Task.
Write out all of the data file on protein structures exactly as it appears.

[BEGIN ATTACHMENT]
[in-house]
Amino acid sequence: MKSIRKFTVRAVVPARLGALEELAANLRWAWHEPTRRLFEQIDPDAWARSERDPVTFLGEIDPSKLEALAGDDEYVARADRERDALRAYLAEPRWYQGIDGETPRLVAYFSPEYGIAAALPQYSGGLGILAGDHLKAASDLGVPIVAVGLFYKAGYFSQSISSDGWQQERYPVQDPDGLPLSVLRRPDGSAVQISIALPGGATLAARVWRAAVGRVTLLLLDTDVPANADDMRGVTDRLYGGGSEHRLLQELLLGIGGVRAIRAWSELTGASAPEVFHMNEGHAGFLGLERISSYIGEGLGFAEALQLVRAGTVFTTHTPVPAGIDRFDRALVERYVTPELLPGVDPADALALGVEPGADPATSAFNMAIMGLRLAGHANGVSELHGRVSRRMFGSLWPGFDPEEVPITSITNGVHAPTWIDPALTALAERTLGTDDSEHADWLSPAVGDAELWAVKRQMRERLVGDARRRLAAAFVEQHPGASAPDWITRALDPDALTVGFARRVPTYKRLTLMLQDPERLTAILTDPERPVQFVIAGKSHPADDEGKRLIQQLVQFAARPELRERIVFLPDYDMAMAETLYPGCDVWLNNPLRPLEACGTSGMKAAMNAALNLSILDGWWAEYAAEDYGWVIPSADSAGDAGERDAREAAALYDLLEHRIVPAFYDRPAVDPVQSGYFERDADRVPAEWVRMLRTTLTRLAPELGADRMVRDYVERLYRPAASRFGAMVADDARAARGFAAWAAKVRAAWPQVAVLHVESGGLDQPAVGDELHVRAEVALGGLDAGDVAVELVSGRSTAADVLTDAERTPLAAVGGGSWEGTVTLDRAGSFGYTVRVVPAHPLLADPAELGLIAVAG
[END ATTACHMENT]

[in-house]
Amino acid sequence: MKSIRKFTVRAVVPARLGALEELAANLRWAWHEPTRRLFEQIDPDAWARSERDPVTFLGEIDPSKLEALAGDDEYVARADRERDALRAYLAEPRWYQGIDGETPRLVAYFSPEYGIAAALPQYSGGLGILAGDHLKAASDLGVPIVAVGLFYKAGYFSQSISSDGWQQERYPVQDPDGLPLSVLRRPDGSAVQISIALPGGATLAARVWRAAVGRVTLLLLDTDVPANADDMRGVTDRLYGGGSEHRLLQELLLGIGGVRAIRAWSELTGASAPEVFHMNEGHAGFLGLERISSYIGEGLGFAEALQLVRAGTVFTTHTPVPAGIDRFDRALVERYVTPELLPGVDPADALALGVEPGADPATSAFNMAIMGLRLAGHANGVSELHGRVSRRMFGSLWPGFDPEEVPITSITNGVHAPTWIDPALTALAERTLGTDDSEHADWLSPAVGDAELWAVKRQMRERLVGDARRRLAAAFVEQHPGASAPDWITRALDPDALTVGFARRVPTYKRLTLMLQDPERLTAILTDPERPVQFVIAGKSHPADDEGKRLIQQLVQFAARPELRERIVFLPDYDMAMAETLYPGCDVWLNNPLRPLEACGTSGMKAAMNAALNLSILDGWWAEYAAEDYGWVIPSADSAGDAGERDAREAAALYDLLEHRIVPAFYDRPAVDPVQSGYFERDADRVPAEWVRMLRTTLTRLAPELGADRMVRDYVERLYRPAASRFGAMVADDARAARGFAAWAAKVRAAWPQVAVLHVESGGLDQPAVGDELHVRAEVALGGLDAGDVAVELVSGRSTAADVLTDAERTPLAAVGGGSWEGTVTLDRAGSFGYTVRVVPAHPLLADPAELGLIAVAG